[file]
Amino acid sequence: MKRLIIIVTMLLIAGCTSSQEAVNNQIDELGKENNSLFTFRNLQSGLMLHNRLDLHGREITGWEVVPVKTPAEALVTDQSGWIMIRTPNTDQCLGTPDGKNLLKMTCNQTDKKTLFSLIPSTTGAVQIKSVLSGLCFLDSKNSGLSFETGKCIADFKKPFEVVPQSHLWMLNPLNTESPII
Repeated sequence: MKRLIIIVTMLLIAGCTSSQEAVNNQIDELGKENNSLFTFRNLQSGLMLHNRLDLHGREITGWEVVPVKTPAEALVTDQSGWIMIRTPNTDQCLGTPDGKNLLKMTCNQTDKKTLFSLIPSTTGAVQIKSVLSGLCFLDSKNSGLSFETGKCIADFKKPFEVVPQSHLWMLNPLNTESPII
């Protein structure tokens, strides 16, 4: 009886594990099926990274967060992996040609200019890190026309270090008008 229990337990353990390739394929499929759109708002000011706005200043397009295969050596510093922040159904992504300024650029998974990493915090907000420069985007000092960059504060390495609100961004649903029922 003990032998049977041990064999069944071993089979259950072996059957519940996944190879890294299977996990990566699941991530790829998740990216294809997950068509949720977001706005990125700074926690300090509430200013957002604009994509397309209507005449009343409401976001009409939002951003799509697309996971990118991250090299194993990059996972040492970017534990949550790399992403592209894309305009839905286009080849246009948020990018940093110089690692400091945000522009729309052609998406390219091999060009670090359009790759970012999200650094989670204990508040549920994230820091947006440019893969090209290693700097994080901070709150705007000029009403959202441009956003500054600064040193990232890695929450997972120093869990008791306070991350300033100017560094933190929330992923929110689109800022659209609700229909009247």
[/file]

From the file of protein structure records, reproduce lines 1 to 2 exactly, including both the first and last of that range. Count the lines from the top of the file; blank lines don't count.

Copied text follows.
Amino acid sequence: MKRLIIIVTMLLIAGCTSSQEAVNNQIDELGKENNSLFTFRNLQSGLMLHNRLDLHGREITGWEVVPVKTPAEALVTDQSGWIMIRTPNTDQCLGTPDGKNLLKMTCNQTDKKTLFSLIPSTTGAVQIKSVLSGLCFLDSKNSGLSFETGKCIADFKKPFEVVPQSHLWMLNPLNTESPII
Repeated sequence: MKRLIIIVTMLLIAGCTSSQEAVNNQIDELGKENNSLFTFRNLQSGLMLHNRLDLHGREITGWEVVPVKTPAEALVTDQSGWIMIRTPNTDQCLGTPDGKNLLKMTCNQTDKKTLFSLIPSTTGAVQIKSVLSGLCFLDSKNSGLSFETGKCIADFKKPFEVVPQSHLWMLNPLNTESPII